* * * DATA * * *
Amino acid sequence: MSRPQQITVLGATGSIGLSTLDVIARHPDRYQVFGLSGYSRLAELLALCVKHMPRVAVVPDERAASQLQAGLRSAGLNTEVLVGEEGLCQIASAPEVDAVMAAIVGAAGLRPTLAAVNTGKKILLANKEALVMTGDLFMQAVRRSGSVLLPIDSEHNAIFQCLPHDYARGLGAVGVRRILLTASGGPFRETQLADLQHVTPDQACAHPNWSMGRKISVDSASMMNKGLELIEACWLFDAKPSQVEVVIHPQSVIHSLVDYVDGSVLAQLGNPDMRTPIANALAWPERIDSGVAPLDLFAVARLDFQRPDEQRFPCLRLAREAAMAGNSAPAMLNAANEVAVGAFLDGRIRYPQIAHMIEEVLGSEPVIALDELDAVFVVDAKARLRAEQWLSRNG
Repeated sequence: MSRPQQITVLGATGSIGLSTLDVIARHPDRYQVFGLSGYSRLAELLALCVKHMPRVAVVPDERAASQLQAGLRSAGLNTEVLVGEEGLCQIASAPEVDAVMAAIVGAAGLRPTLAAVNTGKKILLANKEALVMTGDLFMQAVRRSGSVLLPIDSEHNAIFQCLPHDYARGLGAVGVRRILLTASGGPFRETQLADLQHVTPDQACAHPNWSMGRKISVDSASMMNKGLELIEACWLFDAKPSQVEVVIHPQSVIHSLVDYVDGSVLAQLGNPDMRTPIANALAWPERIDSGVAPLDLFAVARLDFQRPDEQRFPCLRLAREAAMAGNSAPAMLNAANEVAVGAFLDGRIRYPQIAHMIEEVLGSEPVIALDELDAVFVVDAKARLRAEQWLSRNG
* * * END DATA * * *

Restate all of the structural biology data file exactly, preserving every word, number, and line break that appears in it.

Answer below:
Amino acid sequence: MSRPQQITVLGATGSIGLSTLDVIARHPDRYQVFGLSGYSRLAELLALCVKHMPRVAVVPDERAASQLQAGLRSAGLNTEVLVGEEGLCQIASAPEVDAVMAAIVGAAGLRPTLAAVNTGKKILLANKEALVMTGDLFMQAVRRSGSVLLPIDSEHNAIFQCLPHDYARGLGAVGVRRILLTASGGPFRETQLADLQHVTPDQACAHPNWSMGRKISVDSASMMNKGLELIEACWLFDAKPSQVEVVIHPQSVIHSLVDYVDGSVLAQLGNPDMRTPIANALAWPERIDSGVAPLDLFAVARLDFQRPDEQRFPCLRLAREAAMAGNSAPAMLNAANEVAVGAFLDGRIRYPQIAHMIEEVLGSEPVIALDELDAVFVVDAKARLRAEQWLSRNG
Repeated sequence: MSRPQQITVLGATGSIGLSTLDVIARHPDRYQVFGLSGYSRLAELLALCVKHMPRVAVVPDERAASQLQAGLRSAGLNTEVLVGEEGLCQIASAPEVDAVMAAIVGAAGLRPTLAAVNTGKKILLANKEALVMTGDLFMQAVRRSGSVLLPIDSEHNAIFQCLPHDYARGLGAVGVRRILLTASGGPFRETQLADLQHVTPDQACAHPNWSMGRKISVDSASMMNKGLELIEACWLFDAKPSQVEVVIHPQSVIHSLVDYVDGSVLAQLGNPDMRTPIANALAWPERIDSGVAPLDLFAVARLDFQRPDEQRFPCLRLAREAAMAGNSAPAMLNAANEVAVGAFLDGRIRYPQIAHMIEEVLGSEPVIALDELDAVFVVDAKARLRAEQWLSRNG